Explains what antidepressants are, how they work, possible side effects and information about withdrawal.
What side effects can antidepressants cause?
Every antidepressant has possible side effects. These vary between the different types of antidepressant, and between each individual drug. This page covers:
- Which side effects may be caused by each type of antidepressant?
- How might these side effects affect me?
Some of the side effects listed below are quite common, but others are rare. You may not experience many of these effects. You may also experience some side effects when you first start taking antidepressants, but feel them less after a few weeks.
It's up to you to decide whether or not the antidepressant has more benefits for you than any negative side effects. Your doctor should be able to help you with this decision. Our pages on coping with side effects and receiving the right medication may also help.
You can also find out about the side effects for individual antidepressants from the British National Formulary (BNF) A-Z list of drugs. Or you can speak to your doctor or pharmacist with any questions or concerns you have about side effects.
It took me a long time to take an SSRI, mainly as I was terrified of the side effects listed, but my doctor finally convinced me that my depression was much worse [than the side effects].
Antimuscarinic effects are side effects caused by changes to the level of the chemical acetylcholine in your body. These effects are sometimes called anticholinergic effects.
If your level of acetylcholine changes, this can have effects all over the body. These effects include:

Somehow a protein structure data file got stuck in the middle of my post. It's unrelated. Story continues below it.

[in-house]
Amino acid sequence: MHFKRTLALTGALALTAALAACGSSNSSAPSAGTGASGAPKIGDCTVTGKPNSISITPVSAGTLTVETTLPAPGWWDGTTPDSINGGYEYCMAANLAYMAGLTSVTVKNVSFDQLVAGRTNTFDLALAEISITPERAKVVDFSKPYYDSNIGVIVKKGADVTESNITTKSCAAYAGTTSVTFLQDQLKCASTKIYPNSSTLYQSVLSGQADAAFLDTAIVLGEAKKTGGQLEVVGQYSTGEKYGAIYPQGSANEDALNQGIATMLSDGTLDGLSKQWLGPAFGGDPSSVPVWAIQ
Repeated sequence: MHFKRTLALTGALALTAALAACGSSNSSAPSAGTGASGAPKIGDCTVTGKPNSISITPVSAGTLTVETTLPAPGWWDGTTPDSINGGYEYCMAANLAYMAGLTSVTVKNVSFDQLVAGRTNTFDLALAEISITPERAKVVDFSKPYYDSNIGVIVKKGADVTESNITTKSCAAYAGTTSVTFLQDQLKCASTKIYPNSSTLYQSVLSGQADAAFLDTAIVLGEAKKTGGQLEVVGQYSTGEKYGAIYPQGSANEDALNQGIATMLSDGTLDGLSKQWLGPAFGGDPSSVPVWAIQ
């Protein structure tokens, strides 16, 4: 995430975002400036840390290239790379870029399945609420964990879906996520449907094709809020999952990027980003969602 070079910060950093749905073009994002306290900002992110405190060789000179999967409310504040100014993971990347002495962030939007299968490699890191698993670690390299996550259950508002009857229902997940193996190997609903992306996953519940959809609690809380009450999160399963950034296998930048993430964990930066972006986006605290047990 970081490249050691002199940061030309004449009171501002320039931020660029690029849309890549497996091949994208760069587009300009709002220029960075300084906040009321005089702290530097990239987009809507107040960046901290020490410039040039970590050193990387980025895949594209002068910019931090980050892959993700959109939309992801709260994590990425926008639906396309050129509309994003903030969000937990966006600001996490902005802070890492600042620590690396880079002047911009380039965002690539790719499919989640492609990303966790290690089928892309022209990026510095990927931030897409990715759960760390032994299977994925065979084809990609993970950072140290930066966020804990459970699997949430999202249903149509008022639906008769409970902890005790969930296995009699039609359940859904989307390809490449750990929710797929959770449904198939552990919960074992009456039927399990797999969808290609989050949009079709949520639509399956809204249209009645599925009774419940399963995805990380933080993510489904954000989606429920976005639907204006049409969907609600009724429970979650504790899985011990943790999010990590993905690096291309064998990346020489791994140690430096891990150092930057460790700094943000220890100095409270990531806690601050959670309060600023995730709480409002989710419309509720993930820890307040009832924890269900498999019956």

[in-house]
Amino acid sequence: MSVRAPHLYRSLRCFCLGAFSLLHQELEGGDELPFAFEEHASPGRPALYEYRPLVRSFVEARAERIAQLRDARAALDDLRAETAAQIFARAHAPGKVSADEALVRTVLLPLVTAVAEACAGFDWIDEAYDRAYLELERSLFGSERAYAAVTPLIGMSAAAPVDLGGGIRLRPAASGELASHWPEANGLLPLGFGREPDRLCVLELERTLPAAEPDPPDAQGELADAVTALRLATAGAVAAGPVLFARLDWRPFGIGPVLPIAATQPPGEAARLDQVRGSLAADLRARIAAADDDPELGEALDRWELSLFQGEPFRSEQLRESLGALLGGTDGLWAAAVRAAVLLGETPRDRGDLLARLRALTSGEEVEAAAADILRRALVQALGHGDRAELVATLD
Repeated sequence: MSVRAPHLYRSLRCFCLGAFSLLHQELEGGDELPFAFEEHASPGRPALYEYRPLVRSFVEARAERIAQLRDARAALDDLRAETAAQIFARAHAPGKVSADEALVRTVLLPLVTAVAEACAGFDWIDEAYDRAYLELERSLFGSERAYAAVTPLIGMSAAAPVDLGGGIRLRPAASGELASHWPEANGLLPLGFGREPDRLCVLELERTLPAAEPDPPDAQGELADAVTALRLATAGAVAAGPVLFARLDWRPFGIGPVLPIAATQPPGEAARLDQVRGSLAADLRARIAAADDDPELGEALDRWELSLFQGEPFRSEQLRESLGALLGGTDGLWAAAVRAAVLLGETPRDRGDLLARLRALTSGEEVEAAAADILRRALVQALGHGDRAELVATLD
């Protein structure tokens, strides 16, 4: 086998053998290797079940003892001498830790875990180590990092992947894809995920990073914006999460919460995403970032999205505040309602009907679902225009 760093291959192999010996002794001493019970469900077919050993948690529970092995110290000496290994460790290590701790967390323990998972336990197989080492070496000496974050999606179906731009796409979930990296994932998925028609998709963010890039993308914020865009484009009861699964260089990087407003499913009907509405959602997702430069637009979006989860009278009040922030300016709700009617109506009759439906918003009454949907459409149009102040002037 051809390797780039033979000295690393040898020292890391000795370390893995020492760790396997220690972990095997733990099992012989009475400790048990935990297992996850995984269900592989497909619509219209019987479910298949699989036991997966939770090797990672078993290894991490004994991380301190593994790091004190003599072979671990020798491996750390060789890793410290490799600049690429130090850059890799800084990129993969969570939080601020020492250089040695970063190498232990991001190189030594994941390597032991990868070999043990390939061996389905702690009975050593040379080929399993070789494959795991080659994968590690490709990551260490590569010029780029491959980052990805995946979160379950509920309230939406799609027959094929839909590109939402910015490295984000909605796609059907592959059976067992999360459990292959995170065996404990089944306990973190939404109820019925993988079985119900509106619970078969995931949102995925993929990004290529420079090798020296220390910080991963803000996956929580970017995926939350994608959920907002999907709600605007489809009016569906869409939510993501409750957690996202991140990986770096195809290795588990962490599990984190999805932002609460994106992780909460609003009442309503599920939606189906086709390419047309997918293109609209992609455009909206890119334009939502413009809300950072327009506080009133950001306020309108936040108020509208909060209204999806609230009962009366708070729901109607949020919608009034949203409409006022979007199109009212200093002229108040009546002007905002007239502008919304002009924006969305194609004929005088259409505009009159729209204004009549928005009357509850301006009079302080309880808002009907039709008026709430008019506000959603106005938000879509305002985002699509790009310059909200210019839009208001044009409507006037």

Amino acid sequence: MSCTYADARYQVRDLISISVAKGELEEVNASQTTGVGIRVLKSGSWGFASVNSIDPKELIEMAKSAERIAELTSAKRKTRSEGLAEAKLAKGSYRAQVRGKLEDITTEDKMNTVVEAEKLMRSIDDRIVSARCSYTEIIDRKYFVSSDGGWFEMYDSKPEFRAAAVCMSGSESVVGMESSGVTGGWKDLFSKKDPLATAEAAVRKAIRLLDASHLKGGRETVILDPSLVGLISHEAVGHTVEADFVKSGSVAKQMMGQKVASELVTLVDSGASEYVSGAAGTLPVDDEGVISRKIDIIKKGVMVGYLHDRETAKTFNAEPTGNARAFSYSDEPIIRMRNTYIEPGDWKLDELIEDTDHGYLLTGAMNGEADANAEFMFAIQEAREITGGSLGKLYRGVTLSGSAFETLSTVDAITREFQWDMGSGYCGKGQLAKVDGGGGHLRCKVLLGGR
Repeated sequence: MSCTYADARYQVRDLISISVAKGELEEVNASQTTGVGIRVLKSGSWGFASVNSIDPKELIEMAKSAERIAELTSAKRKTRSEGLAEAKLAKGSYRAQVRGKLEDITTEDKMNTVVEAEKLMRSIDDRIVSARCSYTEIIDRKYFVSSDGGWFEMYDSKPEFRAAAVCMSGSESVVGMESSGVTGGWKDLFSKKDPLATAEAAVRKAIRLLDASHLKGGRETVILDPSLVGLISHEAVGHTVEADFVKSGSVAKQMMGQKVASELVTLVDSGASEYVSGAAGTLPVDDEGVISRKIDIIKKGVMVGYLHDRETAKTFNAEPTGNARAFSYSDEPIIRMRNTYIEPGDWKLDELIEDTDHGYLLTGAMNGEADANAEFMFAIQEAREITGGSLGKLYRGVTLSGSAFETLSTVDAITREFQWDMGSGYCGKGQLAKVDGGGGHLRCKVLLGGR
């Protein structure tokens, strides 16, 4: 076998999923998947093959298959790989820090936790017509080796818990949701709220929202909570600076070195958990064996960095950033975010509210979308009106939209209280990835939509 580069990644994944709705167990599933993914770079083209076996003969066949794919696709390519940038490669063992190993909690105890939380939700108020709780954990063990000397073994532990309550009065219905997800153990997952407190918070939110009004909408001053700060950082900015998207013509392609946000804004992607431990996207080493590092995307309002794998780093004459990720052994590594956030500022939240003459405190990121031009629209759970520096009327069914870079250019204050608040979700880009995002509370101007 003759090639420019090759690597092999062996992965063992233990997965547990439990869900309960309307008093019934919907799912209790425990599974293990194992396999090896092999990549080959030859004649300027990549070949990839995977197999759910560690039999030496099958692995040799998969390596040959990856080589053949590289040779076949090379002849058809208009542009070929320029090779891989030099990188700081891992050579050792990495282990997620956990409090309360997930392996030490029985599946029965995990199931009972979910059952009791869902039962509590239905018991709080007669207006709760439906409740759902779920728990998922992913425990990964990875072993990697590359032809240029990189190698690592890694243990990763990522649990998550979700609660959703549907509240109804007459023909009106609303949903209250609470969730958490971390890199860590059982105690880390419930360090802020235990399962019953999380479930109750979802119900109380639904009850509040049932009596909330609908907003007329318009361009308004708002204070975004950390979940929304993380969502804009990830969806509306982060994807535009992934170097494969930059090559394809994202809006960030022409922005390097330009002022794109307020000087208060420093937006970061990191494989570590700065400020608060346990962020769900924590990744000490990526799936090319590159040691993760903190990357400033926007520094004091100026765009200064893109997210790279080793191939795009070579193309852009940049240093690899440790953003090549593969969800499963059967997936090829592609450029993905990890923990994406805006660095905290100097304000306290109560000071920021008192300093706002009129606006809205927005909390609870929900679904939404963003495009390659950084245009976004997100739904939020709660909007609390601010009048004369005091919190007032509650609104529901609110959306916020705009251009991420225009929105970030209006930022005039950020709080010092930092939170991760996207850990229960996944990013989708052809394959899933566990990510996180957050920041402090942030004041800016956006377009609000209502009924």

- blurred vision
- confusion and agitation
- constipation, which may become life-threatening if not treated
- difficulty urinating
- dry mouth, which can cause tooth decay in the long term
- erectile dysfunction
- hot or dry skin, and decreased sweating
- increased pressure in the eye
- low blood pressure (taking hot baths increases this risk)
- nausea (feeling sick)
- rapid heartbeat and disturbed heart rhythm.
A rare side effect of some SSRI antidepressants is bleeding inside your gastrointestinal system, which includes your stomach and intestines.
The risk of gastrointestinal bleeding is higher for older people, especially those aged over 80. If you are over 80, your doctor may prescribe you a different antidepressant to avoid this risk.
Antidepressants may trigger hypomania or mania in some people. This may stop if you stop taking the antidepressant. But sometimes it may be a sign of bipolar disorder. In this case, you may be given a new diagnosis and different medication.
Our page on making yourself heard has tips on discussing your diagnosis with your doctor, if you feel like it doesn’t match your experience of mental health.
NMS is a rare but serious neurologic disorder, which means it affects your nervous system.
It usually happens as a side effect of antipsychotic drugs. But it can sometimes happen with antidepressants. If it does occur, it usually develops rapidly over 24 to 72 hours.
The symptoms of NMS are:
- sweating or fever, with a high temperature
- tremor (shaking), rigidity (feeling stiff and unable to move your muscles) or loss of movement
- difficulty speaking and swallowing
- rapid heartbeat, very rapid breathing and changes in blood pressure
- changes in consciousness, including confusion, lethargy or going into a coma.
High temperature and rigidity are usually the first symptoms to appear. This means NMS can sometimes be confused with an infection. But NMS can be very dangerous if it’s not detected and treated. In rare cases, it can be fatal.
If you’re worried that you may have symptoms of NMS, you should contact your GP urgently or call 999 for an ambulance.
What's the treatment for NMS?
If you experience NMS, you will probably need treatment in hospital, where doctors can stop your medication and reduce your fever.
Some other methods of treatment are used, although the evidence for the use of these is not as strong. These methods may include using:
- medication to relax your muscles
- medication to counter the chemical effects that are thought to cause NMS
- electroconvulsive therapy (ECT).